lipids small biological molecules that do not dissolve in water including fatty acids and
steroids

liposome - spherical phospholipid bilayer structure with an aqueous interior that forms in
vitro from phospholipids and may contain proteins

macromolecule large molecules formed by the repeated coupling of smaller units,
called monomers

molecular complex two or more molecules that are held together in an assembly by
multiple weak non-covalent bonds, such as hydrogen bonds

monomer - any small molecule that can be linked with others of the same type to form a
polymer. Examples include amino acids, nucleotides, and monosaccharides

monosaccharide - any simple sugar with the formula (CH2O)n where n = 3 to 7

messenger RNA (mRNA) a form of RNA in which genetic information transcribed
from RNA is transferred to the ribosome

neutral neither acidic nor basic: pH ~ 7

nitrogenous base nitrogen containing base that make up the nucleotides that form
nucleic acids

noncovalent bond any relatively weak chemical bond that does not involve an intimate
sharing of electrons. Multiple noncovalent bonds often stabilize the conformation of
macromolecules and mediate highly specific interactions between molecules.

nonpolar - referring to a molecule or structure that lacks any net electric charge or
asymmetric distribution of positive and negative charges. Nonpolar molecules generally
are insoluble in water.

nucleic acid a polymer of nucleotides linked by phosphorous-containing bonds: DNA
and RNA are the primary nucleic acids in cells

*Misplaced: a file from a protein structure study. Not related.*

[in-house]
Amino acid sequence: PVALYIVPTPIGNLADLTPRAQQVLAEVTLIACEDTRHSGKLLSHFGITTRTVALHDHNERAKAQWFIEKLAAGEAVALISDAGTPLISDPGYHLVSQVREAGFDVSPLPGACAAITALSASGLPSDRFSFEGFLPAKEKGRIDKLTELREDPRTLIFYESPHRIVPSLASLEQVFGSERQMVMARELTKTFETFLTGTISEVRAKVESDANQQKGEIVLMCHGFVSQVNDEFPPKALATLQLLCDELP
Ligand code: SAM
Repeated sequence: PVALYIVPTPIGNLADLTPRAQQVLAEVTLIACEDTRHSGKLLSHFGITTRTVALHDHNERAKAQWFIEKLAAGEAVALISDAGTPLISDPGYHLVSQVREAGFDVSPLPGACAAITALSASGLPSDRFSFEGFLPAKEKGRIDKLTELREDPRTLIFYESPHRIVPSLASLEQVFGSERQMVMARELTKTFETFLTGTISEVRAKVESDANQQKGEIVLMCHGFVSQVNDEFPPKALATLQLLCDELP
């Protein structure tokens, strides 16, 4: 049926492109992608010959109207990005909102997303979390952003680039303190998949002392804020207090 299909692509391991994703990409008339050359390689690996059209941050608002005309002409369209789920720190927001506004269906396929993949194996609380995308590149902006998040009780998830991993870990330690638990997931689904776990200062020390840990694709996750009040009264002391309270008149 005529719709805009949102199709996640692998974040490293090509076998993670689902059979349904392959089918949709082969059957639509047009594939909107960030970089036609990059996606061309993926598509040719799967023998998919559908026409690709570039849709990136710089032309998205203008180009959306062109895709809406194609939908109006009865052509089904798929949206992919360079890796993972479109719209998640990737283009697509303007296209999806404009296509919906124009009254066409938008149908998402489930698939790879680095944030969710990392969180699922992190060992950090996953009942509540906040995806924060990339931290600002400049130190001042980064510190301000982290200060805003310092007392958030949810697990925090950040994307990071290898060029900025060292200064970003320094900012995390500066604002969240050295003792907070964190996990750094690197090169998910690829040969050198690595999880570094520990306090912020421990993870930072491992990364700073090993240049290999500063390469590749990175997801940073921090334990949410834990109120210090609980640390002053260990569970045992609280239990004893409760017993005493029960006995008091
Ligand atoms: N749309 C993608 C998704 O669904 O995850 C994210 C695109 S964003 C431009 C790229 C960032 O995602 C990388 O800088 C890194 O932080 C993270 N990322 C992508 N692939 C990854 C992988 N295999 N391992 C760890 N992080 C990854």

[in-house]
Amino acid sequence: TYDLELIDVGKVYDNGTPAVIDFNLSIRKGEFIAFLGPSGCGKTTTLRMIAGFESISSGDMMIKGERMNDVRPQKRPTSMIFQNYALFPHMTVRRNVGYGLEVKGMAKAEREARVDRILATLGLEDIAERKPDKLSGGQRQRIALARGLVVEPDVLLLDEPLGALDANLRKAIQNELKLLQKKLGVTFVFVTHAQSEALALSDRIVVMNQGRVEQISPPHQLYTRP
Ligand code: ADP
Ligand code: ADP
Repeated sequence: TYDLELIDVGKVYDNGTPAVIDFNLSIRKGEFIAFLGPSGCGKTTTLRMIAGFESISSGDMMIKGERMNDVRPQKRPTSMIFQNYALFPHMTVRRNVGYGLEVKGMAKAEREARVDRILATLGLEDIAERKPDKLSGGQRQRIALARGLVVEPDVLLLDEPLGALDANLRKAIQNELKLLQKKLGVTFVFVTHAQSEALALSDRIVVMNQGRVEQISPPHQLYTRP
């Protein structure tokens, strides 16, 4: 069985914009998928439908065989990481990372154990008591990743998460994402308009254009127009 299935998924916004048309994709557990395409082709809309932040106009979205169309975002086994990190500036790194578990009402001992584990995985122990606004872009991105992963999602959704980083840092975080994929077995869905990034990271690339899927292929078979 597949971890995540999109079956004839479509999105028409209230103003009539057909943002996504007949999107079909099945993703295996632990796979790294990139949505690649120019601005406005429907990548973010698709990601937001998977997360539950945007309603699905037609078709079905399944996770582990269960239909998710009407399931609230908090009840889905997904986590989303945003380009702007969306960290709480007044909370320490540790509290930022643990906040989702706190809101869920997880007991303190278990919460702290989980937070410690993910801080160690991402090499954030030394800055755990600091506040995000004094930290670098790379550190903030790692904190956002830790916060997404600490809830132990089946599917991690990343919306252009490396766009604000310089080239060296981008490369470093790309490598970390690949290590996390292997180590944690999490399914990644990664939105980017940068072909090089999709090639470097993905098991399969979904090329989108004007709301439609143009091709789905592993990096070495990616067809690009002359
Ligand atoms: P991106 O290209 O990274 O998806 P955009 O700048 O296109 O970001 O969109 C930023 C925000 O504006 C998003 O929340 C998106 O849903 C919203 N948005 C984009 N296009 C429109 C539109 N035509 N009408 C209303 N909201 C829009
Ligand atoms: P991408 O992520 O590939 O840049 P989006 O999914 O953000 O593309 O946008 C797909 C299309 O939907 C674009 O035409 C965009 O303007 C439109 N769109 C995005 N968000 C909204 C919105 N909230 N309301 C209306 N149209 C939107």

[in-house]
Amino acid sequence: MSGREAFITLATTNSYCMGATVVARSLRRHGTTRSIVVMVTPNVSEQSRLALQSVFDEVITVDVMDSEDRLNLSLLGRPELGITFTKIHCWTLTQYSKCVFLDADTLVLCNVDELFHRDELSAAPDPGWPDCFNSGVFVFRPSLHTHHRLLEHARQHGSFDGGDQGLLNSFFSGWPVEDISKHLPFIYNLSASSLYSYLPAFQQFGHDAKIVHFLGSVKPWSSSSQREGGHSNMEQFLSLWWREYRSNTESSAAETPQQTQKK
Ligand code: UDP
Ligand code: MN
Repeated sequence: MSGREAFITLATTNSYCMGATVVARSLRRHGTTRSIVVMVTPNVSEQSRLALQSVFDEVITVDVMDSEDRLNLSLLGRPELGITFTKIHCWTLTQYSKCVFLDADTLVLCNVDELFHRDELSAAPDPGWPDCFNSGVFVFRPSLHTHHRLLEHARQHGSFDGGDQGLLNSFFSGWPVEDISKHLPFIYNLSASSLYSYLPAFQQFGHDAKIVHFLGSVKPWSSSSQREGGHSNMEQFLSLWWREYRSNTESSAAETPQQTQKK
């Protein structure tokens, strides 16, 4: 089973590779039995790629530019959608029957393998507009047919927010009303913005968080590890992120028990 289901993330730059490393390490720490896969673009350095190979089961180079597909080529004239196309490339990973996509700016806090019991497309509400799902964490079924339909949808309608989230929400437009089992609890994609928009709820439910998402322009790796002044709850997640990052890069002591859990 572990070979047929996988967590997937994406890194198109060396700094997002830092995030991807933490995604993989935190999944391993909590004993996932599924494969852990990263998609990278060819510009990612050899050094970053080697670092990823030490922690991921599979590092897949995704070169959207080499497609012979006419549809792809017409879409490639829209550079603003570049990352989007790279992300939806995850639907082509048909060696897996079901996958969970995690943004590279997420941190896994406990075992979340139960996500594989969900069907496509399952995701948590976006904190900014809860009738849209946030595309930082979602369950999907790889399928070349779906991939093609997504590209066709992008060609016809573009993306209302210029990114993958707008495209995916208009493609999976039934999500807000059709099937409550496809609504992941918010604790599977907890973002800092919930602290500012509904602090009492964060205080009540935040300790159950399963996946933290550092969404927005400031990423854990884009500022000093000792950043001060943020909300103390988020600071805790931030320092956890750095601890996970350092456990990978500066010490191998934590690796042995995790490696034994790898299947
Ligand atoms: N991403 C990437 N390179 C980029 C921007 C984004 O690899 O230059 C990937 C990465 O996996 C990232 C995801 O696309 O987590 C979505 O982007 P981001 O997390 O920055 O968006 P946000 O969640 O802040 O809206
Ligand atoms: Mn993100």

nucleotide - a nucleoside with one or more phosphate groups linked to the sugar moiety:
DNA and RNA are polymers of nucleotides

osmosis - net movement of water across a semipermeable membrane from a solution of
lesser to one of greater solute concentration. The membrane must be permeable to water
but not to solute molecules

osmotic pressure - hydrostatic pressure that must be applied to the more concentrated

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solution to stop the net flow of water across a semipermeable membrane separating
solutions of different concentrations

passive diffusion - the process by which water and small uncharged molecules such as
oxygen (O2) and carbon dioxide (CO2) pass through the plasma membrane

pH a measure of the acidity or alkalinity of a solution defined as the negative logarithm
of the hydrogen ion concentration in moles per liter: pH=log [H+]. Neutrality is
equivalent to a pH of 7; values below this are acidic and those above are alkaline

peptide - a small polymer usually containing fewer than 30 amino acids connected by
peptide bonds

pentose a five carbon sugar

phospholipid - the principal components of cell membranes, consisting of two
hydrocarbon chains (usually fatty acids) joined to a polar head group containing
phosphate

polar - referring to a molecule or structure with a net electric charge or asymmetric
distribution of positive and negative charges. Polar molecules are usually soluble in water

polymer - any large molecule composed of multiple identical or similar units (monomers)
linked by covalent bonds

polymerization - the chemical process of making a polymer from a collection of
monomers

polypeptide a linear organic polymer consisting of a large number of amino acid